Researching for historical fiction is just as much fun as reading it; fascinating things turn up everywhere. What seed actually sprouted my story? While reading about Civil-War curiosities, including places haunted by ghosts, I discovered that around three hundred known women, both Yankee and Rebel, disguised themselves as soldiers to fight for their country, and thousands more reinvented themselves in other ways, such as nurses and spies. There is enough documentation for this era to sink an armada of ships, but scant about these pioneers. Besides the more famous cast (Nurses Dorothea Dix and Clara Barton, Doctor Mary Walker, and Union Spy Elizabeth Van Lew), one female kept reaching out to me from the graveyard of records: Sarah Edmonds, alias Frank Thompson. She trimmed her tresses, enlisted in the infantry, and set off on a journey to play soldier, nurse, and spy. Aha! My primary protagonist was born: the bold, adventurous, sixteen-year-old tomboy Jana Brady who seeks to create a new meaning of what a woman can do during the tumultuous years of the Civil War.

I shall stop here with trying to convince you of the merits in knowing history, especially as belongs to your country. But I challenge you to visit your nearest historical site and see what ghosts come out to play with you. I’ll bet you say you had fun!

 

Warm regards,

 Lisa Y. Potocar

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Lisa Potocar   I’d like to sum up by adding that in creating Sweet Glory, I discovered my niche in writing historical fiction and a home in the young-adult audience, which I feel my writing style most aptly suits. However, I had hoped that Sweet Glory would garner crossover into the adult market, and I’m thrilled to report that it has. About 90% of my readership is adults  (who I hope are excited enough by my story to pass the word of it along to their children, grandchildren, nieces, nephews, etc.—Laugh Out Loud).

If you’re interested, check out the great reviews Sweet Glory received from the International Historical Novel Society & HistoricalNovelReviewBlogspot.com on my website at: http://lisapotocar.tateauthor.com/what-they-are-saying/. They further support why I write for young adults.

Again, I’d like to thank “Aside from Writing” for allowing me this wonderful opportunity to share my writing journey with you. I had a blast and I hope you did too!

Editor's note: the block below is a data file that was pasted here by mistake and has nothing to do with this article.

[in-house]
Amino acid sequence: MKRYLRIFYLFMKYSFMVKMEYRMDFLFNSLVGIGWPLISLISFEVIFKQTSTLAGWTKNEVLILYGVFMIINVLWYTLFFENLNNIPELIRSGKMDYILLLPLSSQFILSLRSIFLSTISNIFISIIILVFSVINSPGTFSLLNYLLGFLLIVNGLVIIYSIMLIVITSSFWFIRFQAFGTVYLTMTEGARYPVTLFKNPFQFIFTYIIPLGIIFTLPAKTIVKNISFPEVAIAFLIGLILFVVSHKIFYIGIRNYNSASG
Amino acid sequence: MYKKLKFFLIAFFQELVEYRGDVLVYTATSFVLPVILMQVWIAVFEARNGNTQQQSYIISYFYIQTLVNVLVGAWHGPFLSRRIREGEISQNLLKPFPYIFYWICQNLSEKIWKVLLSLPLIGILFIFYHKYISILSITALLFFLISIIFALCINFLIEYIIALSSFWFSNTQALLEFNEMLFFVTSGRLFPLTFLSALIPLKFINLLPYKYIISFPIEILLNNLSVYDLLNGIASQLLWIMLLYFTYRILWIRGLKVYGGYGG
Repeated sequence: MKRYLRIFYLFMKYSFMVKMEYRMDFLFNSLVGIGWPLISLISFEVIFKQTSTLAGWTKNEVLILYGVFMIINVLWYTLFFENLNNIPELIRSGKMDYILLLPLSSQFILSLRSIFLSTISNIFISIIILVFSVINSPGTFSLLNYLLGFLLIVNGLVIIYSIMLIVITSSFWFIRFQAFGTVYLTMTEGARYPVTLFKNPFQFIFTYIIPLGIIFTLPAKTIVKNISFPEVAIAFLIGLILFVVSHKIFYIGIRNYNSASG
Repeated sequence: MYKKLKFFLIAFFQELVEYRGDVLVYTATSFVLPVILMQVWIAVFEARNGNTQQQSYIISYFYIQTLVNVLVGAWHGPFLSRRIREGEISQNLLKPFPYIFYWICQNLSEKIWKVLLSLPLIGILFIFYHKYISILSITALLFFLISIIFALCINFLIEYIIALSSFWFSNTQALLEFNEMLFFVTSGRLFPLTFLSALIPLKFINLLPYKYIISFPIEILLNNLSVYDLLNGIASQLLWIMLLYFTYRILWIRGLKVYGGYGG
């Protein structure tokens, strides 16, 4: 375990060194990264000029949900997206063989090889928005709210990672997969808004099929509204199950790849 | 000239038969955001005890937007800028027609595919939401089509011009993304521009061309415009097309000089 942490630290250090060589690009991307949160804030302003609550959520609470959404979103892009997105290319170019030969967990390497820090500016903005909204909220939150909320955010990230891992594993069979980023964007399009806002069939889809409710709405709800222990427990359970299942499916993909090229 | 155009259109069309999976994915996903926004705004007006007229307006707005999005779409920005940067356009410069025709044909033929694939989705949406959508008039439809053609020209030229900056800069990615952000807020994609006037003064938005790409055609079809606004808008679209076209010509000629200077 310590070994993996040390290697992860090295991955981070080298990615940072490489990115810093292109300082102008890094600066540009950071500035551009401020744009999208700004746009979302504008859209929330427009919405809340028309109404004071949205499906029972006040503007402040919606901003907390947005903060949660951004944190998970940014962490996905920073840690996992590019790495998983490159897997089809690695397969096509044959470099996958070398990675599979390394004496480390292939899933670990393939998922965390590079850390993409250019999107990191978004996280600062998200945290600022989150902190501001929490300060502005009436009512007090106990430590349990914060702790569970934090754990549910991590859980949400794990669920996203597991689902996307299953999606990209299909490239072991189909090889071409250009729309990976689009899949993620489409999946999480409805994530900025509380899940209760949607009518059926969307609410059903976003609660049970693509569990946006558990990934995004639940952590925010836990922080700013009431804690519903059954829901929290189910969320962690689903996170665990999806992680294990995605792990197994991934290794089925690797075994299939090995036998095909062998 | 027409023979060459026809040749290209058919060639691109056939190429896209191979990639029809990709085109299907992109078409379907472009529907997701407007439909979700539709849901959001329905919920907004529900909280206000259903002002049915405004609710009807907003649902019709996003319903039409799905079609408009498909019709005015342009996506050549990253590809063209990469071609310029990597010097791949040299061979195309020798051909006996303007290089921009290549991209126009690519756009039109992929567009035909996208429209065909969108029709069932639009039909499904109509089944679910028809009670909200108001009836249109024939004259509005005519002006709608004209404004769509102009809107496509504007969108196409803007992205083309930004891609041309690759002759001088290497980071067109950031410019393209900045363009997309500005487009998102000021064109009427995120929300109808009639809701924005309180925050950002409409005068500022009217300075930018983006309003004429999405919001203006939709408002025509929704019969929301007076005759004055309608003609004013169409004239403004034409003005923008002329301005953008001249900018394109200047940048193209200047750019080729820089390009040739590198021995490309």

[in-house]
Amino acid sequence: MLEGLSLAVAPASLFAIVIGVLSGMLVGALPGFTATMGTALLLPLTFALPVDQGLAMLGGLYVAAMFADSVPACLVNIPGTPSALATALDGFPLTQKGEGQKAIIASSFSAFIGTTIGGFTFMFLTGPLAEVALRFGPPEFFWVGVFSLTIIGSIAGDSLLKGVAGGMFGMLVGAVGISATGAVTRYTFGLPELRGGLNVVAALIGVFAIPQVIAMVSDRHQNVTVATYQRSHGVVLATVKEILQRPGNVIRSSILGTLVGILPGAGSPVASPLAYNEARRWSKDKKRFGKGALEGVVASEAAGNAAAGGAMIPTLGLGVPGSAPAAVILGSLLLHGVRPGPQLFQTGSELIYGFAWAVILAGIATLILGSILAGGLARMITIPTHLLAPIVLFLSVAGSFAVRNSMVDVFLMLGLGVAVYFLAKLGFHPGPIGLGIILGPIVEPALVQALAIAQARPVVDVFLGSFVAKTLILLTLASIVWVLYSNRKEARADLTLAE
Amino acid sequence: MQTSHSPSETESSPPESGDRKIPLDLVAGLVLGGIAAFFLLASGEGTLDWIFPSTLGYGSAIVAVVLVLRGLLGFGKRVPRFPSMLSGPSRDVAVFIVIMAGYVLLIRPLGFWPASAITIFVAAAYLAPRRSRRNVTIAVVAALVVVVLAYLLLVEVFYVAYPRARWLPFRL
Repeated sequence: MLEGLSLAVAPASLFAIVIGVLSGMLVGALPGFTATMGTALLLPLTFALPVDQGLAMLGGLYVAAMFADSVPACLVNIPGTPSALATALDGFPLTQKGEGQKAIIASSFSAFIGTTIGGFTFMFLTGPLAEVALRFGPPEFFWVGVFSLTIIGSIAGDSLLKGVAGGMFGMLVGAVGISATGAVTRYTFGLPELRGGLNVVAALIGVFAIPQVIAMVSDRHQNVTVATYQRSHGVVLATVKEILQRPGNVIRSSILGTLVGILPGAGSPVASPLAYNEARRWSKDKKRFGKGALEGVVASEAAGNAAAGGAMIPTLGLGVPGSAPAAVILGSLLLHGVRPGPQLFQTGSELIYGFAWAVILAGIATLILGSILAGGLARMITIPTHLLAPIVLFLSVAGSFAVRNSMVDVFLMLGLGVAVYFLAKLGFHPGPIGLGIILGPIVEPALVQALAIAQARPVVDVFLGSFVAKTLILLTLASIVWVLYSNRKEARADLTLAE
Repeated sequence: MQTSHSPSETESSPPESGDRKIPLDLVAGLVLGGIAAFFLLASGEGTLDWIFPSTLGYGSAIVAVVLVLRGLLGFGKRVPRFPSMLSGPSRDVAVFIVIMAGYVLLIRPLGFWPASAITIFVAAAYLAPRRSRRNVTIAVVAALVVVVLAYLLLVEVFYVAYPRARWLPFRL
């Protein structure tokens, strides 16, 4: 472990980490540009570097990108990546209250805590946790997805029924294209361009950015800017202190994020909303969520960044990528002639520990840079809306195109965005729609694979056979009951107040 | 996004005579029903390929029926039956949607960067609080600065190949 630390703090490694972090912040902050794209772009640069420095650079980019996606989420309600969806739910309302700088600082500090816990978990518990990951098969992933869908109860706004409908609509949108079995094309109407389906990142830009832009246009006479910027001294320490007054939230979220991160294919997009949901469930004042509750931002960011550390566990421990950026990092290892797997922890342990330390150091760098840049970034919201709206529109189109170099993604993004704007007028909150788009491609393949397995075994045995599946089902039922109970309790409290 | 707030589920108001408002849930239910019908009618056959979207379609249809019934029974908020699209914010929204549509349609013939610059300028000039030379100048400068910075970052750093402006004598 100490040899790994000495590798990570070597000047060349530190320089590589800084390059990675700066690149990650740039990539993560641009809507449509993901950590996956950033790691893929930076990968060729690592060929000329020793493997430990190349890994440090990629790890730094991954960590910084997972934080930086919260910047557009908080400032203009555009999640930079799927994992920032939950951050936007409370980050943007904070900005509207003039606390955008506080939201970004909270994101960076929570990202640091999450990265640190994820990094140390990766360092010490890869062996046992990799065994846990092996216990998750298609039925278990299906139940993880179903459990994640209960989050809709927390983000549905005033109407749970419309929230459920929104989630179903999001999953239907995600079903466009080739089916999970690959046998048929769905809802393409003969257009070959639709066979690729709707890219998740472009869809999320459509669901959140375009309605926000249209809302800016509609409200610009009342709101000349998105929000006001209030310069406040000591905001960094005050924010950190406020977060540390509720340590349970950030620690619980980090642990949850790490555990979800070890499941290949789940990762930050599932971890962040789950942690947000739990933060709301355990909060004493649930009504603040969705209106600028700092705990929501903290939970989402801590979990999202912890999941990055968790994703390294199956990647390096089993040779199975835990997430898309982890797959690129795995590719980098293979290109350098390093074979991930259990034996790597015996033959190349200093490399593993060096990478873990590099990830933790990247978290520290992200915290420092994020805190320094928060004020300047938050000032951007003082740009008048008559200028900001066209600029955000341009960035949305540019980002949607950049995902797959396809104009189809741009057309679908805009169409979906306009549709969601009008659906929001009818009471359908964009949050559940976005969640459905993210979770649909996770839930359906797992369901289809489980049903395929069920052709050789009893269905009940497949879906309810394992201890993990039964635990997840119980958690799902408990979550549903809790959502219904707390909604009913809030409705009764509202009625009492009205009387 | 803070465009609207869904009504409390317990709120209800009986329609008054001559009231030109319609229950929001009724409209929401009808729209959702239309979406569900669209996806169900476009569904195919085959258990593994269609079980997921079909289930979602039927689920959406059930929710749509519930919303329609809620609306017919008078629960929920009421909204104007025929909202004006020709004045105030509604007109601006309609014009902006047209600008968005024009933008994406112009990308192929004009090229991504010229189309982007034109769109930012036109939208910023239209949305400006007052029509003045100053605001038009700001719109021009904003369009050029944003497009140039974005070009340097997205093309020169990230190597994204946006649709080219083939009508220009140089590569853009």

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Want to know more? Check out the links!

http://www.lisapotocar.tateauthor.com (Website)

http://www.facebook.com/LisaPotocarAuthor (Facebook)

http://www.goodreads.com/author/show/5779385.Lisa_Potocar (Goodreads Author)

http://amzn.to/THkzMp (Sweet Glory on Amazon)

http://www.goodreads.com/book/show/13454119-sweet-glory (Sweet Glory on Goodreads)

IAM Book of the Day…Eight Mile Island

Guest Feature

Guest Feature

Our featured author today is blog regular Tony Talbot – take a look at his latest fantastic YA novel: Eight Mile Island…

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About the Author: Tony Talbot was born in the 1970s and started writing in 2008 after a dream he had and couldn’t shake. Eight Mile Island is his fourth book. Tony regularly contributes to the Aside from Writing blog and so look out for future features and posts from this great author.

Welcome to Eight Mile Island. 

Dylan James is used to boarding schools. He’s been thrown out of so many in the past two years, he’s lost count. So when an elite academy in Oregon offers him a place, he doesn’t think he’ll be there more than a week.
 But Eight Mile Island isn’t like anywhere Dylan has been before. In the dense forests around the school, there are things that look human but aren’t.
Things that are hungry, and waiting.
But that’s just the start of the mysteries, mysteries that mean Dylan may never escape. Even if he wants to…

 

 

Want to know more? Check out the links!

Website: http://www.tony-talbot.co.uk

Twitter: @authortony

Facebook: https://www.facebook.com/tonytalbotwriter

Amazon: http://www.amazon.com/author/tony-talbot

 

IAM Excerpt…Divine

Guest Feature

Guest Feature

This morning you heard all about Bites, Ninfa Hayes’ novel featuring two fantastic short stories. Here we have a sneak peek excerpt from the forthcoming Divine by Ninfa and Misty Price. Enjoy!

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– The dream starts as it always does.

I’m two years old and I’m holding a baby in my arms.

I don’t know who it is, but I know I’m happy and that I feel important, but where the dream usually leaves me alone as the baby is taken away from me, this time it’s different.

Suddenly I’m not two anymore, and there are no babies.  In front of me it’s a mirror, and in the mirror a girl about my age staring back at me.

Where my hair is black as night, hers is as blonde as spun gold, but our olive skin complexion and our strange grey eyes are the same.  If it wasn’t for the blonde hair I would think it my own reflection such is the staggering resemblance between us.

‘Who are you?’ I want to ask, but before I can utter the words the mirror shatters and I’m covered in blood, mine or hers I can’t tell but it’s everywhere, and so are the ghosts and the corpses in different stages of decomposition.  The girl is gone.